In the face of the growing demand of energy worldwide and the unabated negative environmental impacts of fossil fuels, alternative and greener energy sources are critically important. Hydrogen, in particular, has long been considered as one of the most promising clean, renewable energy sources to meet these challenging problems. However, the range of applications of hydrogen as fuel has been hampered by the lack of sustainable and efficient catalysts that can effectively generate it from water (i.e., a sustainable hydrogen source) and by the scarcity of sustainable catalysts that enable its utilization in fuel cells. This can be exemplified by the fact that noble metal-based catalysts such as Pt and Ir still remain the leading catalysts for such conversions, even though their widespread applications are limited by their low earth-abundance and high cost. Hence, developing sustainable (electro) catalysts for many of these reactions is currently regarded as one of the ‘Holly Grails’ in catalysis and renewable energy research alike. To address these burgeoning issues, Professor Tewodros Asefa and his co-workers, namely Dr. Xiaoxin Zou, Mr. Xiaoxi Huang, Dr. Anandarup Goswami, Dr. Rafael Silva and Dr. Bhaskar Sathe, and others in the group, have recently been pursuing the development of carbon-based, noble metal- or metal-free nanomaterials, composed of inexpensive and earth-abundant elements that can catalyze reactions in fuel cells as well as the hydrogen evolution reaction (HER) and the oxygen evolution reaction (OER)—the reactions needed for water splitting into hydrogen (and oxygen).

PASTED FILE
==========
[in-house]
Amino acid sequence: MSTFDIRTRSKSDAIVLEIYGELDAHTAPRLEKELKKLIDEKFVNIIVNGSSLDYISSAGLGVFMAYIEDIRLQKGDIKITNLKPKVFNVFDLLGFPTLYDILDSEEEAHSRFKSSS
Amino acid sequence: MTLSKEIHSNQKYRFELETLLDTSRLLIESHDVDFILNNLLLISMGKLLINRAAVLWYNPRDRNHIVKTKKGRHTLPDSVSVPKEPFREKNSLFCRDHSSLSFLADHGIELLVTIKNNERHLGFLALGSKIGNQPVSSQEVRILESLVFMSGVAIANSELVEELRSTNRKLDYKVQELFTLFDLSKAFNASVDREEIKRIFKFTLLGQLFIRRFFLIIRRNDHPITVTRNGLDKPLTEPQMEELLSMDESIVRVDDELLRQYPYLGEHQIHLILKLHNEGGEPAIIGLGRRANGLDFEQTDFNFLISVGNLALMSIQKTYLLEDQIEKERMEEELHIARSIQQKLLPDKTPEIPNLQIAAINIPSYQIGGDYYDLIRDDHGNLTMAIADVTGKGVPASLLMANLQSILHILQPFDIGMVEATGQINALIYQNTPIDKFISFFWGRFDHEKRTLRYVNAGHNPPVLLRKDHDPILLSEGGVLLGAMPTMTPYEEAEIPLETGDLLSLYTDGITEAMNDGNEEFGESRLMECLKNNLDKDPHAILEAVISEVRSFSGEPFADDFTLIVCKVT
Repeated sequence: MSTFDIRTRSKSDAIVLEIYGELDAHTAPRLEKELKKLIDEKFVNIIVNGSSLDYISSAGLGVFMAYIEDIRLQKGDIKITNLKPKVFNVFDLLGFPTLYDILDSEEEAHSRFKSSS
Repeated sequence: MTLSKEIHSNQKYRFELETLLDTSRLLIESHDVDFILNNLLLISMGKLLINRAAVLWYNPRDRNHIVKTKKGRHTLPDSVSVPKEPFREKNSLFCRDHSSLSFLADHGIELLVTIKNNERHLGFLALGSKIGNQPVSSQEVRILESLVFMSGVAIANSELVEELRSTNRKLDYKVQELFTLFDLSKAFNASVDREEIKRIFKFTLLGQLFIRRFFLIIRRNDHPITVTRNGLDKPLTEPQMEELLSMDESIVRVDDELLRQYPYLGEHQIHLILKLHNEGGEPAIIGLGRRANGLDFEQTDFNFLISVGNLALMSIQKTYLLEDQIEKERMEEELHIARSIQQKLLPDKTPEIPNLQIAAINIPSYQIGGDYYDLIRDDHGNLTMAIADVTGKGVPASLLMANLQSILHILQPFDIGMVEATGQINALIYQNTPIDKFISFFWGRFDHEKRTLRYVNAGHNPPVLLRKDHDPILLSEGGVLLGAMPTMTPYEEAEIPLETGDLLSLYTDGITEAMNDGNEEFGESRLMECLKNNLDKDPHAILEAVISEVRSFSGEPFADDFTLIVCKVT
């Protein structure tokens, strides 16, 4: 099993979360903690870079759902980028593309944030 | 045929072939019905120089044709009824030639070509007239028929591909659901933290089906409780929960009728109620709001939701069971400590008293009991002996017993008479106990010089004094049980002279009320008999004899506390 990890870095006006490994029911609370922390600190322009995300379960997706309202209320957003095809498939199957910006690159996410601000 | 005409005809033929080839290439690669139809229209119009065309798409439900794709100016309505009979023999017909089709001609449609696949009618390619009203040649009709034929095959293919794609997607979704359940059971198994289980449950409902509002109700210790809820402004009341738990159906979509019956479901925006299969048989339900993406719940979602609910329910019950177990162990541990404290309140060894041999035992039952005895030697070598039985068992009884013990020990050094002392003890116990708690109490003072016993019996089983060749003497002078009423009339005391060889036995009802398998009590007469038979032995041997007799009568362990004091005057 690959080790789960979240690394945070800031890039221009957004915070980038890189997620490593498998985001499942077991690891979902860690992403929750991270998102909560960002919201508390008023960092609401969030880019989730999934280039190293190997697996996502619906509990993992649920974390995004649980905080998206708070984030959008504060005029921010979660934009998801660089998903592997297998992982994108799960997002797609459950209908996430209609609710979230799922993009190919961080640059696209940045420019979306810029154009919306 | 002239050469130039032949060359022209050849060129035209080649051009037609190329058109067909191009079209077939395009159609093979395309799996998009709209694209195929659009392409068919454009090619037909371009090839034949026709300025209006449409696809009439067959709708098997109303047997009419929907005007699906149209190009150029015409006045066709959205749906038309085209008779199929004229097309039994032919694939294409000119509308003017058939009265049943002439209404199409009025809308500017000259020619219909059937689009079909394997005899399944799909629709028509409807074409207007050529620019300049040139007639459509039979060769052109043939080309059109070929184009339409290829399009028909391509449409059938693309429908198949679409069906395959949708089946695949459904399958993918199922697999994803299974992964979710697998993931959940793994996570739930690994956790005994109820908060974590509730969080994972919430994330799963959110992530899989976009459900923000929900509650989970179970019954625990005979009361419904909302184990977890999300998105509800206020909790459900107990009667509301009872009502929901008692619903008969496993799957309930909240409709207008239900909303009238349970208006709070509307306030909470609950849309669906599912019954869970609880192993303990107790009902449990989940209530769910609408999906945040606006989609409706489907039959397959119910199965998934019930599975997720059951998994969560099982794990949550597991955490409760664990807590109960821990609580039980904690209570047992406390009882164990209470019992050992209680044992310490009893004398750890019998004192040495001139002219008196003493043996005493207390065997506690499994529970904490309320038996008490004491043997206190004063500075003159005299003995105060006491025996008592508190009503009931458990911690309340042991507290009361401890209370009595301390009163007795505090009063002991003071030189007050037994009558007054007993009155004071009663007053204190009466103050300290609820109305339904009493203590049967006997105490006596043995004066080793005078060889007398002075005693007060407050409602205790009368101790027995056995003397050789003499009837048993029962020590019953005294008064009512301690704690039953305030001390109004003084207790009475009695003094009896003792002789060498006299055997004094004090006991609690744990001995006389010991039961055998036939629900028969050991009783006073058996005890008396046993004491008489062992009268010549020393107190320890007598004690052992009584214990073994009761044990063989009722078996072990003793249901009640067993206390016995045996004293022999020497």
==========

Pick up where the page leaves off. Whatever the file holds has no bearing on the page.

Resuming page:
The group’s recent effort led to the discovery of Co-embedded, heteroatom-doped carbon nanosystems (i.e., sustainable materials) that can effectively catalyze HER with unprecedented high electrocatalytic activity, or with comparable/better catalytic efficiency as/than platinum, at all pH values. This finding, defying the conventional paradigms that only platinum or other noble metals are deemed the best catalyst for, is remarkable in the current state-of-the-art in catalysis.1,2 Efficient electrocatalysis of HER and OER by such inexpensive, non-precious materials or heteroatom-doped nanocarbons at all pH values could be not only a ‘game-changer’ in the field, but also motivational for the development of other metal-free or noble metal-free nanosystems as catalyst for renewable energy and other applications. Moreover, the work could be expected to stir up fundamental studies worldwide to unravel how exactly such systems catalyze such fascinating yet difficult reactions.